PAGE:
As South Africa enters its third day of blackouts, investors are still awaiting word from President Cyril Ramaphosa’s administration on how it’s going to fix the ailing state power company.
Eskom, which has been without a permanent chief executive officer since August, is so cash-strapped it can’t service its debt and properly maintain aging plants. While the government has said plans to split Eskom into three operating units and reorganize its debt will be announced by the end of October, as will a new CEO, the cabinet didn’t mention the issues in a statement issued Thursday.
The cabinet is due to meet again on October 31, two days after Finance Minister Tito Mboweni is scheduled to release his mid-term budget that should spell out how he’ll fund a three-year, R128bn bailout for Eskom. Investors are looking for greater urgency to be shown in getting the company, considered the biggest threat to Africa’s most industrialized economy, back on track.
“The main concern of all foreign investors is to fix Eskom,” said Colin Coleman, CEO of sub-Saharan Africa at Goldman Sachs. “We expect a phase of stabilization of Eskom in terms of governance, operations and finances to come in by the end of the year, following which a corporate restructure will start.”
Eskom has shed 2,000 megawatts of power from the grid since Wednesday. No more power cuts are expected after Friday, Chairman Jabu Mabuza told reporters late Thursday in Johannesburg.
Power shortages in the first quarter contributed to South Africa’s biggest economic contraction in a decade and the central bank expects the growth rate to reach just 0.6% this year - a forecast that may prove optimistic given the resumption of outages. The cuts could cost South Africa its last investment-grade credit rating from Moody’s Investors Service, which is due to deliver its next assessment on November 1.
Eskom has amassed R450bn of debt, and the government needs to work out a mechanism to take as much as 250 billion rand of that off the utility’s balance sheet, according to Coleman. Eskom’s management said in a presentation in August that one option was to move most of the debt onto the government’s balance sheet.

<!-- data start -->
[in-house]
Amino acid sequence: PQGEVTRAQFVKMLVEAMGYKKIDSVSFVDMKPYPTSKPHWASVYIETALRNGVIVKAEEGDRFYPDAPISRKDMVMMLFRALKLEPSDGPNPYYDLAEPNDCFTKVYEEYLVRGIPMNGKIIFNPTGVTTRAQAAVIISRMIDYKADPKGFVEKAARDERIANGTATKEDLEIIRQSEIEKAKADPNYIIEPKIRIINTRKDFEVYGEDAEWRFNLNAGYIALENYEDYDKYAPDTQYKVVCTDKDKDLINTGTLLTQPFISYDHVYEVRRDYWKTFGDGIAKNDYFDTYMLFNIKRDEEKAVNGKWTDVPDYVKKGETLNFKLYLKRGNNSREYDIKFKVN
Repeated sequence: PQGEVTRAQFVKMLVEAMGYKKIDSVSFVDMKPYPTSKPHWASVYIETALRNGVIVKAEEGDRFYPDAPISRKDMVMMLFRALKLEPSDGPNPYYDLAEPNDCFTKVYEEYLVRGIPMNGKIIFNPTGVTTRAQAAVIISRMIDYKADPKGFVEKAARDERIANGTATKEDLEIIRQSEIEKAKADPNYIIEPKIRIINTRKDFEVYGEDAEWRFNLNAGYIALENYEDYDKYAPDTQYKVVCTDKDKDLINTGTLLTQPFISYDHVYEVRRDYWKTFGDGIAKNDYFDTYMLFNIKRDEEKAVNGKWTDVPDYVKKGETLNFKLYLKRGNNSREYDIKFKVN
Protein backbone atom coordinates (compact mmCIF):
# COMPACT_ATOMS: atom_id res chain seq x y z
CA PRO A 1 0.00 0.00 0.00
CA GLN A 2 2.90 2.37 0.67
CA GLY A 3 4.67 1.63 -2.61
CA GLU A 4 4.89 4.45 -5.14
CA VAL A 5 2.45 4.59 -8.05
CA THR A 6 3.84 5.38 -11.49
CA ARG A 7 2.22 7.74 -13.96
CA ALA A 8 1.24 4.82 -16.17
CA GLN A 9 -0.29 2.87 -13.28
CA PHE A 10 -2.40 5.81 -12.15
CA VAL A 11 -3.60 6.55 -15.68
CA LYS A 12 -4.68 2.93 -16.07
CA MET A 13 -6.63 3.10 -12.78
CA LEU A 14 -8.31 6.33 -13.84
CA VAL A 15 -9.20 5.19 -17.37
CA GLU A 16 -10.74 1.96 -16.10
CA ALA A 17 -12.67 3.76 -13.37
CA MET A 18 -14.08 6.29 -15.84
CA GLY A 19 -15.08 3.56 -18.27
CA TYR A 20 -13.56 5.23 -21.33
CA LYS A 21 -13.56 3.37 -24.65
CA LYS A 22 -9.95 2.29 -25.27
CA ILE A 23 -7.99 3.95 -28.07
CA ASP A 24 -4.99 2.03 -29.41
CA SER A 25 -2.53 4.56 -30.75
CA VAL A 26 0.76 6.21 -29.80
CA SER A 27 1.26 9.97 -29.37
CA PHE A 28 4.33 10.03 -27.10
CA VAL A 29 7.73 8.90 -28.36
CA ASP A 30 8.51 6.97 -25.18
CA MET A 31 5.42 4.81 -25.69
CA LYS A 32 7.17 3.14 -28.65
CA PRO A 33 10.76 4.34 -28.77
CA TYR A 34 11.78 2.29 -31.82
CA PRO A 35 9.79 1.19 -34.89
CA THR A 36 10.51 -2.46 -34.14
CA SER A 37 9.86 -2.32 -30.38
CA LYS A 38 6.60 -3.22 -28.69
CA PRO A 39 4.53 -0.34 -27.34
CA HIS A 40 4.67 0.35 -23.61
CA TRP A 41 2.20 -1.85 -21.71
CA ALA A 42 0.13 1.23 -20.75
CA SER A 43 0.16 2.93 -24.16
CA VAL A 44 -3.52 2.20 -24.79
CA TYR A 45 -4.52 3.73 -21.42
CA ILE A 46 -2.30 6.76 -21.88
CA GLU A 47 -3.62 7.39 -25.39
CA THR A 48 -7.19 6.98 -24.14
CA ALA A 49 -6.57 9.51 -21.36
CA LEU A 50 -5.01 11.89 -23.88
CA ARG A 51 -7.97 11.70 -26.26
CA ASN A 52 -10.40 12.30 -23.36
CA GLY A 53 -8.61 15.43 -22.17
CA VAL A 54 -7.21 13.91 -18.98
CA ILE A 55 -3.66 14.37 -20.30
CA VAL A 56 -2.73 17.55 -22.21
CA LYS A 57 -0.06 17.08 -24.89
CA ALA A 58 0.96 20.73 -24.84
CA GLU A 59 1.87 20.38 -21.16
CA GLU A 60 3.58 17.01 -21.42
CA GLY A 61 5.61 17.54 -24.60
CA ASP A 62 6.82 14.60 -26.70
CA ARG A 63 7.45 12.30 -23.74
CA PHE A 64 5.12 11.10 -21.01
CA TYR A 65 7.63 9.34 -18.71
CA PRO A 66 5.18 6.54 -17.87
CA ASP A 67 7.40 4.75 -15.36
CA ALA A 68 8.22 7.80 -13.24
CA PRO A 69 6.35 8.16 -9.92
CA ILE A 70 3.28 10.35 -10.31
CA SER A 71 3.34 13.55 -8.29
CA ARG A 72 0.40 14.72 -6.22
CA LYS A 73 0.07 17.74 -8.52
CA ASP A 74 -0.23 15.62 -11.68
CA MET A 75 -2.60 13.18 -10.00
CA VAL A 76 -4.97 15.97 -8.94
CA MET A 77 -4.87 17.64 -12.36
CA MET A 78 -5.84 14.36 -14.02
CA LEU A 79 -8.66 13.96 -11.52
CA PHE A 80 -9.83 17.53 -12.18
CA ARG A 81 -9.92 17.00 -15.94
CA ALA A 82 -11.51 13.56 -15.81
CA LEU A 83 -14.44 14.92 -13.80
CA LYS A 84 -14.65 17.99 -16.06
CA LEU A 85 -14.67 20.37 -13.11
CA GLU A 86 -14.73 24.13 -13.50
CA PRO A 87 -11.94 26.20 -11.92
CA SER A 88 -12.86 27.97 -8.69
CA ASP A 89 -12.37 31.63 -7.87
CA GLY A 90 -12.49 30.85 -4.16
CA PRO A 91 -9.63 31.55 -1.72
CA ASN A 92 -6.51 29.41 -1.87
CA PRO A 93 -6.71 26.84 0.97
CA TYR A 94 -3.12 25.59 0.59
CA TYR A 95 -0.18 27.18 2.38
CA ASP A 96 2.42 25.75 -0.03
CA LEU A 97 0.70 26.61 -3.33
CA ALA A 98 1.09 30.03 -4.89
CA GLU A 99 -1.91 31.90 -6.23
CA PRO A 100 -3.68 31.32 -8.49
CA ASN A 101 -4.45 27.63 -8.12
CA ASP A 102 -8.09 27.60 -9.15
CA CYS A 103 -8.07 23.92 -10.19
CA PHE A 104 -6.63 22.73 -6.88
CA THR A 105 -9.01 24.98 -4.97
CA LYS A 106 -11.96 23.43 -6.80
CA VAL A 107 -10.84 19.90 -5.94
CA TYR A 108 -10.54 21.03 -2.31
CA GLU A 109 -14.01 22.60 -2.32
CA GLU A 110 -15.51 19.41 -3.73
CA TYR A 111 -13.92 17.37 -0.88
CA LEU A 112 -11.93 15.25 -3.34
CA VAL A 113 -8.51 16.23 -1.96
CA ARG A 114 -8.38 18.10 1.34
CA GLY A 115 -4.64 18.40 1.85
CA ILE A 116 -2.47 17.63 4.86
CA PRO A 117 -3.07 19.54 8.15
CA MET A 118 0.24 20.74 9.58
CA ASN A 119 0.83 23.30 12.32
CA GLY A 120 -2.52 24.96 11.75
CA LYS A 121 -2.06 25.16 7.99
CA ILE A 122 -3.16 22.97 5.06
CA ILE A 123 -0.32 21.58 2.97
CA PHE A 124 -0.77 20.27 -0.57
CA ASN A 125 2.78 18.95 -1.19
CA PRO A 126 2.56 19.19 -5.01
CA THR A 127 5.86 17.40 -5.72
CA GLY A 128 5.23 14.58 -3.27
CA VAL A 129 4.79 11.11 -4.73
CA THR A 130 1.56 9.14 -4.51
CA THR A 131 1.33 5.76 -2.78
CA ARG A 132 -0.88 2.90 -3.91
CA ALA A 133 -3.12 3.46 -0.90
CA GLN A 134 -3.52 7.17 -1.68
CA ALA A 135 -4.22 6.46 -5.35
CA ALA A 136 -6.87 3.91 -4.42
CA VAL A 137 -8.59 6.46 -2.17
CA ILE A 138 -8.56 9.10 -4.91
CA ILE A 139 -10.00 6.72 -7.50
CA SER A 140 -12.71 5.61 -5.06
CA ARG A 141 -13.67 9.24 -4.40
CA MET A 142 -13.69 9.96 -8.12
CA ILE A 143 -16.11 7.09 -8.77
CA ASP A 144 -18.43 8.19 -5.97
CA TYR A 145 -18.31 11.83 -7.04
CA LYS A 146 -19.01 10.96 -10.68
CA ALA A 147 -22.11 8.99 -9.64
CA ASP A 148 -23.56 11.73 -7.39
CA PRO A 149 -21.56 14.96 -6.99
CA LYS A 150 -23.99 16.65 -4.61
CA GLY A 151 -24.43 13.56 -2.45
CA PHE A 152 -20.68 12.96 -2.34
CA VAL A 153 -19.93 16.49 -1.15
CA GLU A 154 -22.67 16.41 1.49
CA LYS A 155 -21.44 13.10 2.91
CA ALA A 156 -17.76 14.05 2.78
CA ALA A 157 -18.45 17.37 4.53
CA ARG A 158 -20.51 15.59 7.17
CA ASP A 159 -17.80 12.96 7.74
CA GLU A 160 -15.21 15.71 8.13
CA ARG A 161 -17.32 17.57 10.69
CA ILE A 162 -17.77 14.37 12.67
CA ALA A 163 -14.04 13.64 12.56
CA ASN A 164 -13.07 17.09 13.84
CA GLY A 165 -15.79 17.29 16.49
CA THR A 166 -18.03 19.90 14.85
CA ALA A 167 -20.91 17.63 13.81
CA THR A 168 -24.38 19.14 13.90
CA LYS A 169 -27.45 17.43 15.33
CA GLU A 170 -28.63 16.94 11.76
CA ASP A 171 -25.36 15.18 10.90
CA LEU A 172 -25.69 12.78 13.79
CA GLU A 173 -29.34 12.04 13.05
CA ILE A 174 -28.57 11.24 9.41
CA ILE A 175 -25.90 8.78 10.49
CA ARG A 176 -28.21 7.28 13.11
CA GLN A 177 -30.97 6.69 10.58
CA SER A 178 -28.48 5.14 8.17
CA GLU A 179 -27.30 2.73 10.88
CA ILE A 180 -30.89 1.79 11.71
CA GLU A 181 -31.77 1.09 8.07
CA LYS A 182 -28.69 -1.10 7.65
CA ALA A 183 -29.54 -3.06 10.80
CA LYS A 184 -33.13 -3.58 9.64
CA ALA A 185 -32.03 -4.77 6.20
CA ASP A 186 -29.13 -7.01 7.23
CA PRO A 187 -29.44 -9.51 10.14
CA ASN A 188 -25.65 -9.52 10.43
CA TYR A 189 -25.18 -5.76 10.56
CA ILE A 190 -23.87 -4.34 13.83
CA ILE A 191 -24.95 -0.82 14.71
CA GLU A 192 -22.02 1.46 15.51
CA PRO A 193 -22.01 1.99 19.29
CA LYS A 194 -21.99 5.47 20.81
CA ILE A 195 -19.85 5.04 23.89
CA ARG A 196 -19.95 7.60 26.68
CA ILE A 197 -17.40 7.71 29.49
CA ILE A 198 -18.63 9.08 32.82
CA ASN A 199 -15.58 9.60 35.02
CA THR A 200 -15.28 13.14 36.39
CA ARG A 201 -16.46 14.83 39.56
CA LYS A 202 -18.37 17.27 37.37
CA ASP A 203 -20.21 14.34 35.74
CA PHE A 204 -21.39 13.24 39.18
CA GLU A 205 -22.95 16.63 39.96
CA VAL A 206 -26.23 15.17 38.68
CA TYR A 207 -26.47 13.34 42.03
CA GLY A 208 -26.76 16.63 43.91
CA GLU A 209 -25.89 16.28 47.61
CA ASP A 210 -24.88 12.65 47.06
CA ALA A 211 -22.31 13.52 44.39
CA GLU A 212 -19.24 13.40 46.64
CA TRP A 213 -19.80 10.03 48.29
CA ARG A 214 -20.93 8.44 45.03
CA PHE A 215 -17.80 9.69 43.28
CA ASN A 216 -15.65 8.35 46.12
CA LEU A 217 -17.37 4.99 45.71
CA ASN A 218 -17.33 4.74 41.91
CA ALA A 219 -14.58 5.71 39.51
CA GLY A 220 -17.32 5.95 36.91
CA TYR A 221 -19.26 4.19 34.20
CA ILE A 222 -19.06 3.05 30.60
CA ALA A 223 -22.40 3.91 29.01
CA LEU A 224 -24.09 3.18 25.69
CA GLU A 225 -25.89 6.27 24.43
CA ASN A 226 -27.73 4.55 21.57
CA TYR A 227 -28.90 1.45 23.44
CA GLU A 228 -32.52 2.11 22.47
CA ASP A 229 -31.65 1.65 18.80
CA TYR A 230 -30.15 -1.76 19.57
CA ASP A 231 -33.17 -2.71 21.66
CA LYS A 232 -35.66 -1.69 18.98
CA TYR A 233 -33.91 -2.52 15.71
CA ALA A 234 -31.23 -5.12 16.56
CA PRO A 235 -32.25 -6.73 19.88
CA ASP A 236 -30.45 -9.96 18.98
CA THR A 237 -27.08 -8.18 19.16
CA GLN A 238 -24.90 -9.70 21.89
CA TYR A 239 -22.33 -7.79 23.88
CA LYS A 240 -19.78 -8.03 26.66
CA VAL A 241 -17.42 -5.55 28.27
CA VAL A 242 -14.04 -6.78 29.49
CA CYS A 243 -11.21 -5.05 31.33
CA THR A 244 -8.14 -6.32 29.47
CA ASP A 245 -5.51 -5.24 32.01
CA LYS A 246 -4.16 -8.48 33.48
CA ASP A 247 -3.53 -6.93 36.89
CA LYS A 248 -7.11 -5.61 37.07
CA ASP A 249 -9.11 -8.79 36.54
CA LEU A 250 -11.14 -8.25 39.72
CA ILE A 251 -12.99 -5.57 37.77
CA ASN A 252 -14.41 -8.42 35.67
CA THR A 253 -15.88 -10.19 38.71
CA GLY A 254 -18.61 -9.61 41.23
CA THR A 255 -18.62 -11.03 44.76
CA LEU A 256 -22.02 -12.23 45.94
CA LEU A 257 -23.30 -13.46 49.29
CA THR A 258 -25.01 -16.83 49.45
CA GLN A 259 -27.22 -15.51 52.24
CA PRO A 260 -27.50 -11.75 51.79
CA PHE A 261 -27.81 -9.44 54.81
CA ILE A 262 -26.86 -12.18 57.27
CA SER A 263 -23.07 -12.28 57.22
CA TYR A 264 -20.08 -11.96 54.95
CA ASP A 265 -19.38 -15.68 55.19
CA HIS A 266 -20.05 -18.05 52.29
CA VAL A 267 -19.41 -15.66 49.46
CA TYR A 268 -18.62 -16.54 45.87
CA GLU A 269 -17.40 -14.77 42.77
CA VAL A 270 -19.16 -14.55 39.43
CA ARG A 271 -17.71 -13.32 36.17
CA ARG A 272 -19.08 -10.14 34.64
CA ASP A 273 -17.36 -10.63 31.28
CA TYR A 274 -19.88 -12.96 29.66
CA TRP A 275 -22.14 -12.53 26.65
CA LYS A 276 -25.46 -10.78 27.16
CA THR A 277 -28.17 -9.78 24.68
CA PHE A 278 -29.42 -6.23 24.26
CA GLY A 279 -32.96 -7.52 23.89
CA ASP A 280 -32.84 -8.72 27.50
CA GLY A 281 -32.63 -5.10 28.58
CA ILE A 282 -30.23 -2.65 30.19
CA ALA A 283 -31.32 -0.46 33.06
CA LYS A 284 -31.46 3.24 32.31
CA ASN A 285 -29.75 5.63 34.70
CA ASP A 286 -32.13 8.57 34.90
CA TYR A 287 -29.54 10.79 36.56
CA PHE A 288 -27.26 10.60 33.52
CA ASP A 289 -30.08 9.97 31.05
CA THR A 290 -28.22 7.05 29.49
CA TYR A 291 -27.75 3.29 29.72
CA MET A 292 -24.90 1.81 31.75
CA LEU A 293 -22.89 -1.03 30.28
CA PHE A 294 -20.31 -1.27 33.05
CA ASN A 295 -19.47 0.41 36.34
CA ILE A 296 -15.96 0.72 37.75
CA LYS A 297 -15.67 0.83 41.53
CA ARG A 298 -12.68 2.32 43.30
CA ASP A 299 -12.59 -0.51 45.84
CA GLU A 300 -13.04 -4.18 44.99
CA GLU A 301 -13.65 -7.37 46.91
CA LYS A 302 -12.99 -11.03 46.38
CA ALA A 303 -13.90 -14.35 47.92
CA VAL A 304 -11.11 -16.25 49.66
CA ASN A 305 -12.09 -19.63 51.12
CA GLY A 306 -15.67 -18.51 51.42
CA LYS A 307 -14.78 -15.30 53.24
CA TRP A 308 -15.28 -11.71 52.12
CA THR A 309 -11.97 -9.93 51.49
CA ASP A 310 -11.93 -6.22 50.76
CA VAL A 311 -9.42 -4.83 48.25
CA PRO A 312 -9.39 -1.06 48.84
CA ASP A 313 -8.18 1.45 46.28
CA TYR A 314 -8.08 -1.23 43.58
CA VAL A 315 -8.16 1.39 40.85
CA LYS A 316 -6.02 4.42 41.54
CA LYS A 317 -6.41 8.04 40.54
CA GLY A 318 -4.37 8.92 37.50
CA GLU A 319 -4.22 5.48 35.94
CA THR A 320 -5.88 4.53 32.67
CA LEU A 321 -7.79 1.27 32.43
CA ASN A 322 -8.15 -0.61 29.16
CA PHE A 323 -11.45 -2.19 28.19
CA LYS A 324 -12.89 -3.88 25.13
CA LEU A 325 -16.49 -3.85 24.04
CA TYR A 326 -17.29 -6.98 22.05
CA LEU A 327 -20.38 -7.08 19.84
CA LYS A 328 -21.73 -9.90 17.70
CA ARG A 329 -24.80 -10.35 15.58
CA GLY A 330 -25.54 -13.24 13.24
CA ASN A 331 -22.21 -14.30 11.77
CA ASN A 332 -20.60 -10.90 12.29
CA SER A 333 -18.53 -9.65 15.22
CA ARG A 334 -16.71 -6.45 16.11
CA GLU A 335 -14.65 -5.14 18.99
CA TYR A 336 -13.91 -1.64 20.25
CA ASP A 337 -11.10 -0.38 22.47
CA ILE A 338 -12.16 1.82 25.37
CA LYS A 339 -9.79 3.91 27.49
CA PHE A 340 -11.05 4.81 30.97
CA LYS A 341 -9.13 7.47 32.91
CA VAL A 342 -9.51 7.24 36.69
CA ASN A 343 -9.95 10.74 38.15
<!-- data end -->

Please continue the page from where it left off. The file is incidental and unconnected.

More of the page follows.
The bailouts allocated to Eskom will be sufficient to keep it afloat until the end of next year as work continues on its restructuring, Deputy President David Mabuza told lawmakers in Cape Town on Thursday. Measures to fund the aid include reprioritizing and curbing expenditure, including reducing the state wage bill, he said.
Mineral Resources and Energy Minister Gwede Mantashe will on Friday unveil the Integrated Resource Plan, a blueprint that will set out the country’s planned energy mix for the next decade, but won’t address Eskom’s current woes.
“The power sector is very big, very complex, and the technology is changing quickly,” said Andrew Canter, chief investment officer at Cape Town-based Futuregrowth Asset Management, South Africa’s biggest specialist fixed-income money managers. “The fact that choices affect jobs and some industries, and that we start with a R450bn debt hole at Eskom, makes restructuring a challenge. I’d rather the government takes their time to gather research, get a vision and make an executable plan, rather than rush to half-answers.”
Even if agreement can be reached on how to stabilize Eskom’s finances and overhaul its organizational structure, a quick fix to the nation’s immediate electricity crisis, which has brought businesses to a standstill and caused traffic snarl-ups, may remain elusive.
The company lost more than a quarter of its 47,000-megawatt generating capacity last weekend due to unplanned breakages, including boiler leaks and mechanical problems with a conveyor belt at its new Medupi coal-fired plant. Some of the leaks have already been fixed, while the conveyor belt should be repaired by the end of the month, according to Jan Oberholzer, Eskom’s chief operating officer.
“We have a maintenance plan that we are following, and we are actually ahead in terms of our planned maintenance targets,” he said by phone. “It will take 18 to 24 months to fix the system entirely.”
Mabuza, the Eskom chairman, said the utility had begun rebuilding emergency diesel and water supplies, which should ease constraints, but not resolve them.
The power cuts were needed “to balance supply and demand and protect the system from total collapse,” he said. “The system remains constrained and vulnerable.”